Background to the study Mathematics is the foundation for the economic and technological development of any nation. It has been asserted that without mathematics there cannot be any modern developed Society (Ukeje, 2005). This accounts for the reason why Mathematics is made a compulsory subject at the Primary and Secondary School levels in Nigeria (Federal Republic of Nigeria, 2008). Thus, mathematics is expected to help in accelerating social, economic and technological progress of any Society. But these, in the final analyses, depend on the effective teaching and learning of mathematics in schools. The Primary school level is very important in any educational system because any default at this level would permeate to other levels of the educational system. To realize the objectives of teaching mathematics at any level of the educational system in the Society, there is need to monitor and maintain the quality of the educational processes and products. One major way of monitoring the quality and standards of the teaching and learning of mathematics in schools is through the assessment of the learning outcome of the pupils. The essence of using tests and other evaluation instruments during the instructional process is to guide, direct, and monitor students’ learning progress towards the attainment of the course objectives (Alonge, 2004; Kolawole, 2010). This monitoring of learning achievements in mathematics involves the processes of testing, measurement, assessment and evaluation. A test is set of questions, tasks or problems intended to measure an individual’s knowledge, skill, aptitude, intelligence etc. Testing is therefore a systematic procedure of presenting a set of questions, tasks, or problems to testes and expecting them to respond to the items either orally or written, and sometimes by performance within a specified time schedule. Measurement is the assignment of numbers or marks to observed event or response to testing. Assessment is the process of using the results from measurement to take decisions about the object of assessment. Evaluation is a systematic process of determining the extent to which the learners have achieved the stated instructional objectives. Assessment provides the logic and justification for the judgemental stance of evaluation (Anikweze, 2010). Assessment is an integral part of the teaching learning process and is expected to contribute to students’ learning. If assessment does not contribute to the teaching learning process, then it is not necessary to assess the students. Indeed , evaluation is an important aspect of good teaching and learning process because no matter how efficient the teacher, how intelligent the pupils, how adequate the audio-visual equipment, if no provision is made for some evaluation of progress, the teaching may be invalidated. Unfortunately some teachers see assessment as an isolated activity from the teaching and learning processes. Hence, some teachers haphazardly carry out the assessment processes of the pupils without utilising the goals and benefit of assessment in the classroom. Some of the teachers see assessment mainly for the purpose of grading the pupils. In the Nigerian educational system, Continuous Assessment was introduced in 1982 for the assessment of students at all the levels of the educational system. This replaced the one-shot, or end of course only summative evaluation practiced in the past. Under this system, teachers are to evaluate the learners using written tests, assignments, projects and other assessment instruments during the course and at the end of the term or session. The continuous assessment given during the course accounts for about 30-40 percent, while the end of term assessment accounts for 60-70 percent of a pupil’s scores. This gives teachers the opportunity to monitor and assess the learning progression of the pupils in his class. The continuous assessment is guidance oriented. This requires the skills of teachers in test construction and administration and record keeping. Teachers are expected construct valid and reliable tests which could be used in all schools following established procedures and practices of test construction. In addition to test construction (which is mainly on cognitive aspect of learning), teachers should also be able to measure the learners affective attributes such as attitudes, motives, interest, values and other personal characteristics. The teachers should also be able to provide clues or measures about the physical alertness and patterns of learners’ psychomotor attributes. The continuous assessment is said to be comprehensive as it is expected to measure the cognitive, affective and psychomotor domains of learners. This involves a great variety of instruments such as: tests, interviews, questionnaire, assignments, and observations as shown below:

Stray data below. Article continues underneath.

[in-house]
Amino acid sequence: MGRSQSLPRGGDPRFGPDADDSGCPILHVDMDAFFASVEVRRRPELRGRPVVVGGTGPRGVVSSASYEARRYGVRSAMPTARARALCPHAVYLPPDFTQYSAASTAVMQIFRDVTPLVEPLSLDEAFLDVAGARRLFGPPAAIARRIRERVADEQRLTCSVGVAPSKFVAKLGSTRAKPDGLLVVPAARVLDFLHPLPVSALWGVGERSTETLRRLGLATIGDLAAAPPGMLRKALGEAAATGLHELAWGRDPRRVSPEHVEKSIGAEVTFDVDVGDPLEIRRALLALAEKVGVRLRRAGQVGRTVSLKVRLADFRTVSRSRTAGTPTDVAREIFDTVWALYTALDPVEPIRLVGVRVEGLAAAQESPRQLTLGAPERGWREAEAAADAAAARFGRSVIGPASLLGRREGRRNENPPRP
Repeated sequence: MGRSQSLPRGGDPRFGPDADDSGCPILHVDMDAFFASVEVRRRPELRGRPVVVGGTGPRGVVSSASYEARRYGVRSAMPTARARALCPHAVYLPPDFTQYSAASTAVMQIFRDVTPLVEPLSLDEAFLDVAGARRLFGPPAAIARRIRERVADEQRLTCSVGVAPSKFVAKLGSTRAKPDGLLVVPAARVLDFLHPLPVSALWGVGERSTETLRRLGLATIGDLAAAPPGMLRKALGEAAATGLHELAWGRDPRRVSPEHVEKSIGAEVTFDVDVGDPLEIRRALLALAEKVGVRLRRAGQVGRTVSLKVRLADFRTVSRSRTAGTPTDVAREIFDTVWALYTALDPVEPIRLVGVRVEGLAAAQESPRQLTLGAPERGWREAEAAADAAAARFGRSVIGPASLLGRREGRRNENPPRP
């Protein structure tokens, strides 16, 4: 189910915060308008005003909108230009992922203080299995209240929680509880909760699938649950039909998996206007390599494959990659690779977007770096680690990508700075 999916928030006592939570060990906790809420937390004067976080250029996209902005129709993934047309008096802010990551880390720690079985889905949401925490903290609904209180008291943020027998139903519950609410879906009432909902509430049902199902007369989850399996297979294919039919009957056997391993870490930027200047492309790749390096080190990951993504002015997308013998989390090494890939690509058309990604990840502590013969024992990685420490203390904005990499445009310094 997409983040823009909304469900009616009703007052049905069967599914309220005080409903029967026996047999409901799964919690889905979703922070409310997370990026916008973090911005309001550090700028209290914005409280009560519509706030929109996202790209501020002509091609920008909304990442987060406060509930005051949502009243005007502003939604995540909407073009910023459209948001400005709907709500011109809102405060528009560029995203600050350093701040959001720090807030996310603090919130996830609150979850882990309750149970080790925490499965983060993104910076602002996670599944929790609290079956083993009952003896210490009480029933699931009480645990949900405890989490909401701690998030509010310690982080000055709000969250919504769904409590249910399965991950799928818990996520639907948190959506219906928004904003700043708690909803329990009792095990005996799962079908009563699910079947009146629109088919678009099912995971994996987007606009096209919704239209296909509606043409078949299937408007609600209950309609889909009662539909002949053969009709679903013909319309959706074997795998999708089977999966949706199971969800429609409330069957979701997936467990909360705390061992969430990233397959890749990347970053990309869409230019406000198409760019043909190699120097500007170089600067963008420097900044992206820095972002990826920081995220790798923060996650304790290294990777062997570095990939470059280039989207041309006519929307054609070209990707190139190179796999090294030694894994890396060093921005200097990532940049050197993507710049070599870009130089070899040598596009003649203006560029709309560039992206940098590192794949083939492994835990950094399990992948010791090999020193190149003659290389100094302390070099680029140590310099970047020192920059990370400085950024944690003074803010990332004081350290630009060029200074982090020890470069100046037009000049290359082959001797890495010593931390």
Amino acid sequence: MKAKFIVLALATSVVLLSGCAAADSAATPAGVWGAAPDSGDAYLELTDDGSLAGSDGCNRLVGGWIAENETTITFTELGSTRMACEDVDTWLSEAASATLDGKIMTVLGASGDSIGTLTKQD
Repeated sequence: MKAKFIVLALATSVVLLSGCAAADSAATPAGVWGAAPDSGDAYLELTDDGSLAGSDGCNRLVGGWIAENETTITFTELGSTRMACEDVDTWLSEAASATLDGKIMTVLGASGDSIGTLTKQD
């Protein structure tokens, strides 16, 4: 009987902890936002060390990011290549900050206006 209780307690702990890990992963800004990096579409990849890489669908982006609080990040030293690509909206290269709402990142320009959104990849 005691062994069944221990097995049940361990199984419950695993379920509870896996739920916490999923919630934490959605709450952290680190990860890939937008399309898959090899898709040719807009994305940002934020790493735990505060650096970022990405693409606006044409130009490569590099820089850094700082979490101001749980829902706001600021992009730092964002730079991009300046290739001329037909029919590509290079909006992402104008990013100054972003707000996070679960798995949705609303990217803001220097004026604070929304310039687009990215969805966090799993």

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Journal of Education and Practice